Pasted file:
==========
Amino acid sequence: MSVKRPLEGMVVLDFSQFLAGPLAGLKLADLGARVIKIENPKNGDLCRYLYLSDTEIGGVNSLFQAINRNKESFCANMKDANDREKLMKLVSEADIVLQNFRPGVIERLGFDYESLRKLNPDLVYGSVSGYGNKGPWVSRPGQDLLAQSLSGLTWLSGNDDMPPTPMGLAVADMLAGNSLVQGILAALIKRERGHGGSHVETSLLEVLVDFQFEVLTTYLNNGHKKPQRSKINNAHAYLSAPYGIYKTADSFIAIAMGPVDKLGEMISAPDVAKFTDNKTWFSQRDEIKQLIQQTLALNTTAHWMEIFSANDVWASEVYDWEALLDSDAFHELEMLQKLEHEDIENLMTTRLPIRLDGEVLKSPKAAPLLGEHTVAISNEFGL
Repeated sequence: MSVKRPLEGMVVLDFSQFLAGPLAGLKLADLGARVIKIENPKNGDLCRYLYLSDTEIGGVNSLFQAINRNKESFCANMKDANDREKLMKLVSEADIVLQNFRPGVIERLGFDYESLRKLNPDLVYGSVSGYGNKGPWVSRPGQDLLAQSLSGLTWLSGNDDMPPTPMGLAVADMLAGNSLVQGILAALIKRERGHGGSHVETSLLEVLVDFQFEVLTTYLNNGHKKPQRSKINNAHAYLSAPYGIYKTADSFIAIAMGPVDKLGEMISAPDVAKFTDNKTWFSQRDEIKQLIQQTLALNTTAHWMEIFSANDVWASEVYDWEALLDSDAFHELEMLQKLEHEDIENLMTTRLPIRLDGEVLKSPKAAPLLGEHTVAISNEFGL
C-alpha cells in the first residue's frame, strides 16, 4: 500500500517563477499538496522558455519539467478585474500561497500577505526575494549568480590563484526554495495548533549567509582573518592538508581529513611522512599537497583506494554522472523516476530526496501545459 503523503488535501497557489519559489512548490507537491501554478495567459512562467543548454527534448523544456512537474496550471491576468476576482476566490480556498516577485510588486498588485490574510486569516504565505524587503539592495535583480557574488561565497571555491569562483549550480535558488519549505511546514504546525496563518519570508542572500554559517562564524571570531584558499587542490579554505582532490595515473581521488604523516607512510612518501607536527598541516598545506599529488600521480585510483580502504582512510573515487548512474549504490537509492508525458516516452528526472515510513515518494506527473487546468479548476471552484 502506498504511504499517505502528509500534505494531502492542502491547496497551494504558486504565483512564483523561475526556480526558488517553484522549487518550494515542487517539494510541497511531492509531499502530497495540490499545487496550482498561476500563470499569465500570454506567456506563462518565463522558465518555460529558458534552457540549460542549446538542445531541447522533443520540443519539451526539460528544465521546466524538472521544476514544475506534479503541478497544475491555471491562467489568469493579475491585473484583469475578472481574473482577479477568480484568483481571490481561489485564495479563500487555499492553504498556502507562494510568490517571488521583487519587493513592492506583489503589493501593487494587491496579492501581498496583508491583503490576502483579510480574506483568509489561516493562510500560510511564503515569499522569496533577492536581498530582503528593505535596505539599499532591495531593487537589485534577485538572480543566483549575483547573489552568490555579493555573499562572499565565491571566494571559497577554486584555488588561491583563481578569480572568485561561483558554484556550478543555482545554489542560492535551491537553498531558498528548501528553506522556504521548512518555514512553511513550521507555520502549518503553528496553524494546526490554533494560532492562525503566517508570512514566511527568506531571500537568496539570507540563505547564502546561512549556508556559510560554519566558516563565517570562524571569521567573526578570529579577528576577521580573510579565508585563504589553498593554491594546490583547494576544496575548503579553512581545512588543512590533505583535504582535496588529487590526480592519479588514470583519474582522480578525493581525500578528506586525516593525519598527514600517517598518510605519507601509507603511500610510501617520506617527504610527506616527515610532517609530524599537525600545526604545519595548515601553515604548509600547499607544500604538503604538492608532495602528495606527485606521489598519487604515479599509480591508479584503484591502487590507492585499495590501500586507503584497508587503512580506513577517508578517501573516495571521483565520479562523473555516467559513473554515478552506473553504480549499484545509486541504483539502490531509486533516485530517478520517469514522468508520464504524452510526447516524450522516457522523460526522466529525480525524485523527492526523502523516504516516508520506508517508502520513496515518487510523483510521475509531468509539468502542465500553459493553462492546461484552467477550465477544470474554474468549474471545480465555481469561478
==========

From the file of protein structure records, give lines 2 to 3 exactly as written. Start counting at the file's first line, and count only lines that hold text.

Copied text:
Repeated sequence: MSVKRPLEGMVVLDFSQFLAGPLAGLKLADLGARVIKIENPKNGDLCRYLYLSDTEIGGVNSLFQAINRNKESFCANMKDANDREKLMKLVSEADIVLQNFRPGVIERLGFDYESLRKLNPDLVYGSVSGYGNKGPWVSRPGQDLLAQSLSGLTWLSGNDDMPPTPMGLAVADMLAGNSLVQGILAALIKRERGHGGSHVETSLLEVLVDFQFEVLTTYLNNGHKKPQRSKINNAHAYLSAPYGIYKTADSFIAIAMGPVDKLGEMISAPDVAKFTDNKTWFSQRDEIKQLIQQTLALNTTAHWMEIFSANDVWASEVYDWEALLDSDAFHELEMLQKLEHEDIENLMTTRLPIRLDGEVLKSPKAAPLLGEHTVAISNEFGL
C-alpha cells in the first residue's frame, strides 16, 4: 500500500517563477499538496522558455519539467478585474500561497500577505526575494549568480590563484526554495495548533549567509582573518592538508581529513611522512599537497583506494554522472523516476530526496501545459 503523503488535501497557489519559489512548490507537491501554478495567459512562467543548454527534448523544456512537474496550471491576468476576482476566490480556498516577485510588486498588485490574510486569516504565505524587503539592495535583480557574488561565497571555491569562483549550480535558488519549505511546514504546525496563518519570508542572500554559517562564524571570531584558499587542490579554505582532490595515473581521488604523516607512510612518501607536527598541516598545506599529488600521480585510483580502504582512510573515487548512474549504490537509492508525458516516452528526472515510513515518494506527473487546468479548476471552484 502506498504511504499517505502528509500534505494531502492542502491547496497551494504558486504565483512564483523561475526556480526558488517553484522549487518550494515542487517539494510541497511531492509531499502530497495540490499545487496550482498561476500563470499569465500570454506567456506563462518565463522558465518555460529558458534552457540549460542549446538542445531541447522533443520540443519539451526539460528544465521546466524538472521544476514544475506534479503541478497544475491555471491562467489568469493579475491585473484583469475578472481574473482577479477568480484568483481571490481561489485564495479563500487555499492553504498556502507562494510568490517571488521583487519587493513592492506583489503589493501593487494587491496579492501581498496583508491583503490576502483579510480574506483568509489561516493562510500560510511564503515569499522569496533577492536581498530582503528593505535596505539599499532591495531593487537589485534577485538572480543566483549575483547573489552568490555579493555573499562572499565565491571566494571559497577554486584555488588561491583563481578569480572568485561561483558554484556550478543555482545554489542560492535551491537553498531558498528548501528553506522556504521548512518555514512553511513550521507555520502549518503553528496553524494546526490554533494560532492562525503566517508570512514566511527568506531571500537568496539570507540563505547564502546561512549556508556559510560554519566558516563565517570562524571569521567573526578570529579577528576577521580573510579565508585563504589553498593554491594546490583547494576544496575548503579553512581545512588543512590533505583535504582535496588529487590526480592519479588514470583519474582522480578525493581525500578528506586525516593525519598527514600517517598518510605519507601509507603511500610510501617520506617527504610527506616527515610532517609530524599537525600545526604545519595548515601553515604548509600547499607544500604538503604538492608532495602528495606527485606521489598519487604515479599509480591508479584503484591502487590507492585499495590501500586507503584497508587503512580506513577517508578517501573516495571521483565520479562523473555516467559513473554515478552506473553504480549499484545509486541504483539502490531509486533516485530517478520517469514522468508520464504524452510526447516524450522516457522523460526522466529525480525524485523527492526523502523516504516516508520506508517508502520513496515518487510523483510521475509531468509539468502542465500553459493553462492546461484552467477550465477544470474554474468549474471545480465555481469561478